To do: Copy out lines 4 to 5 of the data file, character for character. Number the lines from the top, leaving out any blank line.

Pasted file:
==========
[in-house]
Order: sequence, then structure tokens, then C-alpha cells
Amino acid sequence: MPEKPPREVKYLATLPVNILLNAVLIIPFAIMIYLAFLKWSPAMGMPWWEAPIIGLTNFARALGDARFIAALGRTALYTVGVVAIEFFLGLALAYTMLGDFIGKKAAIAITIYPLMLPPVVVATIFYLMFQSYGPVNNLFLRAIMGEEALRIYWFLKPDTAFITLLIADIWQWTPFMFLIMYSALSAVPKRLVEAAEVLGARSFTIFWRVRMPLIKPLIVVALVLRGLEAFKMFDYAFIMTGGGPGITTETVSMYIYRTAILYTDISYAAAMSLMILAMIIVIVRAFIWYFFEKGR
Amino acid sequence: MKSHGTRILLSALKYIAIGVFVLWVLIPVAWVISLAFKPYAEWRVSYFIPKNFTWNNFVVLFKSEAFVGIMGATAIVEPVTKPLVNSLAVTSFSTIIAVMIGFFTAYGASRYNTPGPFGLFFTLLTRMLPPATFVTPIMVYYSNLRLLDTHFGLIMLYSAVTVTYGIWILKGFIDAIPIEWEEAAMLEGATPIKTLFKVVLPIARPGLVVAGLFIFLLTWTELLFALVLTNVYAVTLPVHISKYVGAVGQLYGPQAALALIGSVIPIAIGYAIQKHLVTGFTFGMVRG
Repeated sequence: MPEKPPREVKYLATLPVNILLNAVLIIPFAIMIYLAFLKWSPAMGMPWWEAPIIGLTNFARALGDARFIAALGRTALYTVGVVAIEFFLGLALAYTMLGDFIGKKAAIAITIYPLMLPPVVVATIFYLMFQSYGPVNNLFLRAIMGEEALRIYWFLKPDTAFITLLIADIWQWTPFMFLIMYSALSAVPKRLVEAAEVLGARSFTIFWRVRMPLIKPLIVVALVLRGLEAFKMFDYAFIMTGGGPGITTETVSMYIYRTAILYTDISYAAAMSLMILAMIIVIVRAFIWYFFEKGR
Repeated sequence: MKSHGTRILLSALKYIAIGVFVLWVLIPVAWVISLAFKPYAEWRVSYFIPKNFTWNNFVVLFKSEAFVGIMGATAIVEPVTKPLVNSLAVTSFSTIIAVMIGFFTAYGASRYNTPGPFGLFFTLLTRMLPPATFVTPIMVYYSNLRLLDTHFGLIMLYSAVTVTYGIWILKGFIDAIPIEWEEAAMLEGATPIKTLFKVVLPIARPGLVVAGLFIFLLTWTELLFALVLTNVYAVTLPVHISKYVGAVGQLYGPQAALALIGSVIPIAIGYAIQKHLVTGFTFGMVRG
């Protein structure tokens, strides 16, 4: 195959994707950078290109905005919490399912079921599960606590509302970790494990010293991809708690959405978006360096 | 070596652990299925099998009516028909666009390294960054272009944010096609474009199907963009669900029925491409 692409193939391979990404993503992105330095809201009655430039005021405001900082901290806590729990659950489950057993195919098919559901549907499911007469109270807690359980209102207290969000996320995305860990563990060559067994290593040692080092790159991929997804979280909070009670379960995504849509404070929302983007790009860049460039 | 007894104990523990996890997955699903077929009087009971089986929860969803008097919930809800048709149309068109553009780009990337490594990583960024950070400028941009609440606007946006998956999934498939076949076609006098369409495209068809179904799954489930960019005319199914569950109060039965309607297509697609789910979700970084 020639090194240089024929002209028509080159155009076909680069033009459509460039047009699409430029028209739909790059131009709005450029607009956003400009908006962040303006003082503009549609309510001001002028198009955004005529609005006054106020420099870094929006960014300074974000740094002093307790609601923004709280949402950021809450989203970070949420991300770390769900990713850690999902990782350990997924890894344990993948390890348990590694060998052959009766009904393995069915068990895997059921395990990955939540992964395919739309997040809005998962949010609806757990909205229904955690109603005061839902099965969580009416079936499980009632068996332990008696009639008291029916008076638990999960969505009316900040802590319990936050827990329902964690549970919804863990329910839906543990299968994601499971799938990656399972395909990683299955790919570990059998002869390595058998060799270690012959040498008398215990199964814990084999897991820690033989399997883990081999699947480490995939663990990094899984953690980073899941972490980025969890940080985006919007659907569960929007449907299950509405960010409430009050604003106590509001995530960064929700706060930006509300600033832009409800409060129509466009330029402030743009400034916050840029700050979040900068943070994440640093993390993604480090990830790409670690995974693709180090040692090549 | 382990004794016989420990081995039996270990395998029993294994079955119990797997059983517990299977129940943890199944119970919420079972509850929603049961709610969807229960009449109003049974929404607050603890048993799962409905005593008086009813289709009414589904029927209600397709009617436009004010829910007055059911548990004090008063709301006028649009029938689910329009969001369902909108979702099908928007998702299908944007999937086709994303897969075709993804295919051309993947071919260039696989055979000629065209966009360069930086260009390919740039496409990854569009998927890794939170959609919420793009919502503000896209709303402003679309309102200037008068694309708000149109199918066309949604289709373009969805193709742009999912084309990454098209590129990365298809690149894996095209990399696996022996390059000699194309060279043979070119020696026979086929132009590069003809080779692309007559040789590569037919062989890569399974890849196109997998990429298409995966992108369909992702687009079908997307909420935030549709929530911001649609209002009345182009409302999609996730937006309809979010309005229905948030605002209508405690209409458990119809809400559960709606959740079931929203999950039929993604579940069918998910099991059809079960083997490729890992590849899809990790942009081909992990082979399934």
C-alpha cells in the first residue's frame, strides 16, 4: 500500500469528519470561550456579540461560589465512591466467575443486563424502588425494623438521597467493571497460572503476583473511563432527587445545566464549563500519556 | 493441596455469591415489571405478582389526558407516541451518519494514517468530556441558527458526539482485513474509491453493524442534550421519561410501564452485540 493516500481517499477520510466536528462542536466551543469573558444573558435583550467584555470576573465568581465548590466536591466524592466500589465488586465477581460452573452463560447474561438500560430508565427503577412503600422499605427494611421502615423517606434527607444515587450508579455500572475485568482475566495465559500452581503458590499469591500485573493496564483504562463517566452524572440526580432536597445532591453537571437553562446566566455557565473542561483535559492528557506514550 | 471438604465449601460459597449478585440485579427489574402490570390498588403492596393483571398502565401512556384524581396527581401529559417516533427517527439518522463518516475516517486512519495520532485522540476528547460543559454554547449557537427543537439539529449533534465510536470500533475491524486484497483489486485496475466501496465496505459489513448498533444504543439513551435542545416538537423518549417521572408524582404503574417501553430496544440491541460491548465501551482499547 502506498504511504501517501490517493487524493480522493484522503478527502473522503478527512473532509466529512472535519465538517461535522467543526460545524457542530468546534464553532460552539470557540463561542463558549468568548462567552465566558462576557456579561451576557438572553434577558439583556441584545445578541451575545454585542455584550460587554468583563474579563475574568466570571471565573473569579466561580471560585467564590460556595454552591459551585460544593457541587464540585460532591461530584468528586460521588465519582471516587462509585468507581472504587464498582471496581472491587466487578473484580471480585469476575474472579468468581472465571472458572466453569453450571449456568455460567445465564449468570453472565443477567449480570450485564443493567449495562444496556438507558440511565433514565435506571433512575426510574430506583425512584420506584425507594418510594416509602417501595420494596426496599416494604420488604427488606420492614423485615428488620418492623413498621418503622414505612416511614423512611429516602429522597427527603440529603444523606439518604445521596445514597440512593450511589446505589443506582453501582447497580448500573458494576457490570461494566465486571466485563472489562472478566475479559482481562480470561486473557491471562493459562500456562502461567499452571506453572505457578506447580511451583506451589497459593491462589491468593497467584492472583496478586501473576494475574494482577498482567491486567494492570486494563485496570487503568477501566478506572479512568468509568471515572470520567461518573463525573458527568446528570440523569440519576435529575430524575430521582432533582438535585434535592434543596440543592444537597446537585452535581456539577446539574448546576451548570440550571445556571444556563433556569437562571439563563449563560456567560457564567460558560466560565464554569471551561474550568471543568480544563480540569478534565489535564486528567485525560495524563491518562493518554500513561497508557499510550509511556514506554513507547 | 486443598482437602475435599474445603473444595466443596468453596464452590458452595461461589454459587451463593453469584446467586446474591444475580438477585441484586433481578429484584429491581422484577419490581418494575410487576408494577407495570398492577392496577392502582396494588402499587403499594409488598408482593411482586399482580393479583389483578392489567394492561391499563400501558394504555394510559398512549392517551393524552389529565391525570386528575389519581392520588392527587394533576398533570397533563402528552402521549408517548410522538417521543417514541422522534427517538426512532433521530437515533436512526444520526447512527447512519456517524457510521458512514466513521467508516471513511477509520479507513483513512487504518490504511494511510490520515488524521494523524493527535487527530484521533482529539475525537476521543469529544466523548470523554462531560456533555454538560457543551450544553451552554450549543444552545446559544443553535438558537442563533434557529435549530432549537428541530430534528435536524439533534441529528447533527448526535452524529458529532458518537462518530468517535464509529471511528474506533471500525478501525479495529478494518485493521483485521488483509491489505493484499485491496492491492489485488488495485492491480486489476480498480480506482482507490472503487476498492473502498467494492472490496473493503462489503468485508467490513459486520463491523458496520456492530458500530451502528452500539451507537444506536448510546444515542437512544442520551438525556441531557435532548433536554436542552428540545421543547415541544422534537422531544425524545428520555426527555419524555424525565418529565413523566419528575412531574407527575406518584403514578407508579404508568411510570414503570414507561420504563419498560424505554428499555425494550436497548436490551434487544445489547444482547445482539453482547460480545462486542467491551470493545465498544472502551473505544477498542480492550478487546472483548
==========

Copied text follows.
Amino acid sequence: MKSHGTRILLSALKYIAIGVFVLWVLIPVAWVISLAFKPYAEWRVSYFIPKNFTWNNFVVLFKSEAFVGIMGATAIVEPVTKPLVNSLAVTSFSTIIAVMIGFFTAYGASRYNTPGPFGLFFTLLTRMLPPATFVTPIMVYYSNLRLLDTHFGLIMLYSAVTVTYGIWILKGFIDAIPIEWEEAAMLEGATPIKTLFKVVLPIARPGLVVAGLFIFLLTWTELLFALVLTNVYAVTLPVHISKYVGAVGQLYGPQAALALIGSVIPIAIGYAIQKHLVTGFTFGMVRG
Repeated sequence: MPEKPPREVKYLATLPVNILLNAVLIIPFAIMIYLAFLKWSPAMGMPWWEAPIIGLTNFARALGDARFIAALGRTALYTVGVVAIEFFLGLALAYTMLGDFIGKKAAIAITIYPLMLPPVVVATIFYLMFQSYGPVNNLFLRAIMGEEALRIYWFLKPDTAFITLLIADIWQWTPFMFLIMYSALSAVPKRLVEAAEVLGARSFTIFWRVRMPLIKPLIVVALVLRGLEAFKMFDYAFIMTGGGPGITTETVSMYIYRTAILYTDISYAAAMSLMILAMIIVIVRAFIWYFFEKGR